As the 1990s unfolded, Rutgers University was confronted with massive cuts in state funding amounting to more than $90 million over a three-year period. Under the leadership of President Francis Lawrence, the university mounted an intensive public campaign to win public support and to convince the Governor and the Legislature that higher education, and Rutgers, The State University in particular, should be among New Jersey's top funding priorities. As the university moved toward the twenty-first century, it redirected it energies toward increased emphasis on teaching and undergraduate education; better internal and external understanding and appreciation of the links among the university's missions of research, teaching and service, and the need for distinction in all three. It sought to revitalize the university's sense of community; adopt a collegial style in the administration of the university; achieve greater efficiency and effectiveness through a service orientation in the university's administrative support systems; renew commitment to the support and inclusion of minorities in the university community through enrollment, hiring, and opportunities to promote not only tolerance but understanding of the value of diversity in the community.
But the Lawrence years were also marred by controversy, and many of the faculty felt alienated from the administration and voiced a lack of confidence in the president. It was left to Richard L. McCormick, selected in 2002 as the nineteenth president of Rutgers, to bring the university community together.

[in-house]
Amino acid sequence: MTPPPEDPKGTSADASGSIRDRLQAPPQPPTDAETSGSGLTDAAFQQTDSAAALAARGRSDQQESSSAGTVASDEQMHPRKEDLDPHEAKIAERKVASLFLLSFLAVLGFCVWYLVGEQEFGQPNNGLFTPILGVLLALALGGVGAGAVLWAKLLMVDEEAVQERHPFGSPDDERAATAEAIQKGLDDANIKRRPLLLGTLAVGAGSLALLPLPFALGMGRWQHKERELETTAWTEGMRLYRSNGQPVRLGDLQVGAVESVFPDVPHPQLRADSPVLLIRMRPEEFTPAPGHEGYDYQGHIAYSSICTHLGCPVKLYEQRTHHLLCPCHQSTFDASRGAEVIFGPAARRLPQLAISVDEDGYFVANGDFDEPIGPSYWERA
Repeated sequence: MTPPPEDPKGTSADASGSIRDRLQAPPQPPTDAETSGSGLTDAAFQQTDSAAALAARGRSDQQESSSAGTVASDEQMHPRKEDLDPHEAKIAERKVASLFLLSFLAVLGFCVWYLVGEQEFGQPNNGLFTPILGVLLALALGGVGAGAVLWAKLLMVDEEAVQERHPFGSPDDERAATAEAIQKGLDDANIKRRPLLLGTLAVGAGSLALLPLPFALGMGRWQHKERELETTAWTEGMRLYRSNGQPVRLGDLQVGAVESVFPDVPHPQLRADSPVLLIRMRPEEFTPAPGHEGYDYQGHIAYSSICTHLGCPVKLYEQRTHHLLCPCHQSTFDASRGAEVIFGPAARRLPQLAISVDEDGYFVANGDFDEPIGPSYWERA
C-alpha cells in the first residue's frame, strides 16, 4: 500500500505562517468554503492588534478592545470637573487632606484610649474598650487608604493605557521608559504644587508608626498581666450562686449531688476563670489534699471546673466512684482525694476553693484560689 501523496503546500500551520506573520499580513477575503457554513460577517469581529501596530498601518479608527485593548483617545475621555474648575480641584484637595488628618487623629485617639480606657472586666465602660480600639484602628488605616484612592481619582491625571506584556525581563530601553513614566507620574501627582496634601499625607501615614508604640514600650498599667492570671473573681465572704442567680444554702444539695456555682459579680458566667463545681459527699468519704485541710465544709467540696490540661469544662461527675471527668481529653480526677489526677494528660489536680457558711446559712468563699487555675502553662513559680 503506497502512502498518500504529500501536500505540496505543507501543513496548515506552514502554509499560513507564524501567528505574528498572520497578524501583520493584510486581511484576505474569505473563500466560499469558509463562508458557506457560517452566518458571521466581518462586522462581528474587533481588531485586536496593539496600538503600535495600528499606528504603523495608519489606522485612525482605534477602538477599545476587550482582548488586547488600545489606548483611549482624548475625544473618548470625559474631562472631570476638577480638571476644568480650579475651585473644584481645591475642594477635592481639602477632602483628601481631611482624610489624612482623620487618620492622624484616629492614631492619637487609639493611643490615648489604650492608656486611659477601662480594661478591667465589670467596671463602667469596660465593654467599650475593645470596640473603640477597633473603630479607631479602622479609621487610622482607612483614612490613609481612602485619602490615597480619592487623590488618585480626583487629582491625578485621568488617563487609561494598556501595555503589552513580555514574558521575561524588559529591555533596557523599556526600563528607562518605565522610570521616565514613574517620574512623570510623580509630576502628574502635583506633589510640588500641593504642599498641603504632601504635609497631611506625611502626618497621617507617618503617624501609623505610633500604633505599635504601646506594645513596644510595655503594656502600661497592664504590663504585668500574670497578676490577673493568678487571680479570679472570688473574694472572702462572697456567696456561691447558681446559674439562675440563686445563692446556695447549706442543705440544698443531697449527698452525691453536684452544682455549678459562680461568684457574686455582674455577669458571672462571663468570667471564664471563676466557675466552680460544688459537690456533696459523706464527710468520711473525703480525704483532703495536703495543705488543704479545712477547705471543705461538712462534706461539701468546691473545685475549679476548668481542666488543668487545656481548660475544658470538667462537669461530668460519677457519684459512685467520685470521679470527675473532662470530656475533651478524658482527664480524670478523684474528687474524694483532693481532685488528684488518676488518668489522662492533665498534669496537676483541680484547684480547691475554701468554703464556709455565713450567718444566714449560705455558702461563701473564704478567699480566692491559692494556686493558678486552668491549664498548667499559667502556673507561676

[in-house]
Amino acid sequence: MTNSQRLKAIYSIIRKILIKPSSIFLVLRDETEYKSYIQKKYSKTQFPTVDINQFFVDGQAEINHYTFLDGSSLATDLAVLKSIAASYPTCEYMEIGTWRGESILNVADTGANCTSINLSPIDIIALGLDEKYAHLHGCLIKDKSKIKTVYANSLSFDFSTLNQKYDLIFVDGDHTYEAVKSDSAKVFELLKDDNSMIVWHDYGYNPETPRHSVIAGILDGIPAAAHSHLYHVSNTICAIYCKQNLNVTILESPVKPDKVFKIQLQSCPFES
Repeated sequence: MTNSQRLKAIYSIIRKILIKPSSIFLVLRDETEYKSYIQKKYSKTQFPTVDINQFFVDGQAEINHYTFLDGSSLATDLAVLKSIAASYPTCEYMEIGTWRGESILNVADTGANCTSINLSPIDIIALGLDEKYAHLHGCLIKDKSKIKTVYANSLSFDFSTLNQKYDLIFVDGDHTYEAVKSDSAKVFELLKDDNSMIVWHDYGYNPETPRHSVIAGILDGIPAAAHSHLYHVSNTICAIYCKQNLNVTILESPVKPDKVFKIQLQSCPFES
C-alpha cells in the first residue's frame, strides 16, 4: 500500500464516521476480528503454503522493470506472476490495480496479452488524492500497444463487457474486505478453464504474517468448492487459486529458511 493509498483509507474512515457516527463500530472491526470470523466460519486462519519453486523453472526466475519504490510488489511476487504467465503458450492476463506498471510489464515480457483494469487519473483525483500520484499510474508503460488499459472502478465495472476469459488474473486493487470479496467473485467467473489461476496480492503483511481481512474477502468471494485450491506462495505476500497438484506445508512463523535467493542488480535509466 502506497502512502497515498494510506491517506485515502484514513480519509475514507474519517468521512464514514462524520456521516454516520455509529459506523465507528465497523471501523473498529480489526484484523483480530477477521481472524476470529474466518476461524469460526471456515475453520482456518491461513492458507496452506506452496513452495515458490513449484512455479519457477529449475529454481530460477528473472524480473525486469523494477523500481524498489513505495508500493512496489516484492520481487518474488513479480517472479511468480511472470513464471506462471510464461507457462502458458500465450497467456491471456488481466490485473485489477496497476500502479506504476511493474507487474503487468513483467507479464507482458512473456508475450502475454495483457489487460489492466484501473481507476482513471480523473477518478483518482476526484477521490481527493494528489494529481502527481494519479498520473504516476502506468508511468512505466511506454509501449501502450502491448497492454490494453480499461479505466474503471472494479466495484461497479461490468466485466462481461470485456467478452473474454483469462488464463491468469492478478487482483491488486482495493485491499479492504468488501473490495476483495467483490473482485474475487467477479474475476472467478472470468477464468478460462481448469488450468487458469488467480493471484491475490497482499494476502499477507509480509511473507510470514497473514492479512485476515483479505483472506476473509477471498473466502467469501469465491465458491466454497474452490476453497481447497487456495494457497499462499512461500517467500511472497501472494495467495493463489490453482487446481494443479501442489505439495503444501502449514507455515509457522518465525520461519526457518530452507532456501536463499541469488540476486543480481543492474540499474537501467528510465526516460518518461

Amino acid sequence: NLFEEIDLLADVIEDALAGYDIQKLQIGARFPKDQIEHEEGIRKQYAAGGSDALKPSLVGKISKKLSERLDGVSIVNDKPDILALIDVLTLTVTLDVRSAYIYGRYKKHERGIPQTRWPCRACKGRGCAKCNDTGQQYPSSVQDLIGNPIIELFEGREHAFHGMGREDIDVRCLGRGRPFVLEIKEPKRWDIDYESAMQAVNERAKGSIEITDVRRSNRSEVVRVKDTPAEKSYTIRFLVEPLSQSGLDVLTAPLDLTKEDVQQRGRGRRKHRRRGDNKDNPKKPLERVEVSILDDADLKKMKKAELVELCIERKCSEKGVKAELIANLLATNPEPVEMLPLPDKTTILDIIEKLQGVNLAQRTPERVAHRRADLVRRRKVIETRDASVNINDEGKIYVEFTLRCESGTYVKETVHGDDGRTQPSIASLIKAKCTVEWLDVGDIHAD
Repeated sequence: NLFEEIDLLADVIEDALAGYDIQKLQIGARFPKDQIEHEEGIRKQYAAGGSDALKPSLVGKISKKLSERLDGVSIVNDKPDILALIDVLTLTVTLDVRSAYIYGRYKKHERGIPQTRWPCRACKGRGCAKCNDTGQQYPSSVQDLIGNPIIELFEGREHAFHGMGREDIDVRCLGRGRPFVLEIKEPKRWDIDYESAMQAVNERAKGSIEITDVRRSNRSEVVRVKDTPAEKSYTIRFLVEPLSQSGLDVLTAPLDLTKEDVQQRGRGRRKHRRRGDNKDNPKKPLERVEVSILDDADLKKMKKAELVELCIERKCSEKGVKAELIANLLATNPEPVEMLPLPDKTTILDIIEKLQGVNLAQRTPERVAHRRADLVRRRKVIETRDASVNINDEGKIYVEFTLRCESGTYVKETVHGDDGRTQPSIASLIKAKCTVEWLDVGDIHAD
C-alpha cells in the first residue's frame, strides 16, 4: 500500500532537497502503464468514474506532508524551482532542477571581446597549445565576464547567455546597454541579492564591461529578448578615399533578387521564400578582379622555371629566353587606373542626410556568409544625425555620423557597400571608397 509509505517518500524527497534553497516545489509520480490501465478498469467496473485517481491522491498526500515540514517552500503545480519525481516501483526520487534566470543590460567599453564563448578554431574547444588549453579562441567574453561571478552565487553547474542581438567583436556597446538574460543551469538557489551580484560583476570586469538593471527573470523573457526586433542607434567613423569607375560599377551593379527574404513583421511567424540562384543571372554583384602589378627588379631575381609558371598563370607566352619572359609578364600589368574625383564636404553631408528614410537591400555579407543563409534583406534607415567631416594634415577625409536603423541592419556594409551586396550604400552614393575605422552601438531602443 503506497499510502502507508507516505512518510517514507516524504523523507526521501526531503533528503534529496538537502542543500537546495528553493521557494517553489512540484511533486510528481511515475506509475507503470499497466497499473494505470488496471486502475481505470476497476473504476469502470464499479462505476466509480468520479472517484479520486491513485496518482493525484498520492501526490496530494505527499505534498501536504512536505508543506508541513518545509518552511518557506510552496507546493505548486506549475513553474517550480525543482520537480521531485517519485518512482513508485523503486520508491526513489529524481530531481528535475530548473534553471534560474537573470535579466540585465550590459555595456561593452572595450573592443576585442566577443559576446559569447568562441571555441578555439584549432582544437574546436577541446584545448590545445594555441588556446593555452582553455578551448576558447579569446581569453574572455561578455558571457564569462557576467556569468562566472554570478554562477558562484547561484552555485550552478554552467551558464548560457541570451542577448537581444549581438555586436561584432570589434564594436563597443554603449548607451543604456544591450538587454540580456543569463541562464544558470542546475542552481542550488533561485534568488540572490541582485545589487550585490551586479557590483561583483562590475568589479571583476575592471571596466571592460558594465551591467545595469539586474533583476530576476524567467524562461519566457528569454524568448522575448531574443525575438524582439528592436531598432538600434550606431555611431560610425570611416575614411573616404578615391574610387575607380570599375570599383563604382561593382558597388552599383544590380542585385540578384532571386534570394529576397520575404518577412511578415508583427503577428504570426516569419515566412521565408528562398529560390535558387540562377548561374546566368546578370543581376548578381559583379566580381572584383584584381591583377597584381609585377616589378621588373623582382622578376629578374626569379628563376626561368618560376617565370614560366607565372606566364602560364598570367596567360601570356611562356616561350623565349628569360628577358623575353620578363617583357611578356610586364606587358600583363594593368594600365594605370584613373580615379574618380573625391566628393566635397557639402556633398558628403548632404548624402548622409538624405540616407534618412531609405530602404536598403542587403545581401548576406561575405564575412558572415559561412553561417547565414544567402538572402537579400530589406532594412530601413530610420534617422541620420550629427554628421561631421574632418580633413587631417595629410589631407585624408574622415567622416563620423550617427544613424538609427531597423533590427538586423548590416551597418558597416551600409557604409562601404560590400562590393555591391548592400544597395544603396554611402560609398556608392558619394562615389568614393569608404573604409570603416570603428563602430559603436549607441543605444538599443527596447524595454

A former history professor and dean at Rutgers, Richard L. McCormick returned to New Brunswick following his tenure as Provost at the University of North Carolina at Chapel Hill, and as President of the University of Washington. Familiar with Rutgers, and aware of its potential to achieve recognition as an outstanding public research institution, McCormick embarked on an ambitious program to strengthen undergraduate education, increase state and private funding for student support, research, and campus renovation.
The early years of the twenty-first century have witnessed substantial changes. In the Fall of 2007, liberal arts students entered the new School of Arts and Sciences, as the transformation of undergraduate education that began in 1979 took shape with the consolidation of the separate liberal arts colleges on the New Brunswick/Piscataway campuses. The physical environment on all three campuses have changed with the addition of new facilities and plans for other campus alterations, as the university implements the initial phases of the most recent Master Plan. Lack of state funding continues to plague Rutgers, but new approaches have been adopted to garner support for the university from the citizens of New Jersey.
Its recent success in intercollegiate athletics has had its effect in drawing significant public and media attention, and attracting more students. In its continued quest to be a top-tiered public research institution, Rutgers has established impressive goals for the future. It is a very different institution than the one envisioned by Theodore Frelinghuysen and Jacob Hardenbergh in the eighteenth century. While it began as a "seminary of learning" Rutgers has become a large and influential public research university.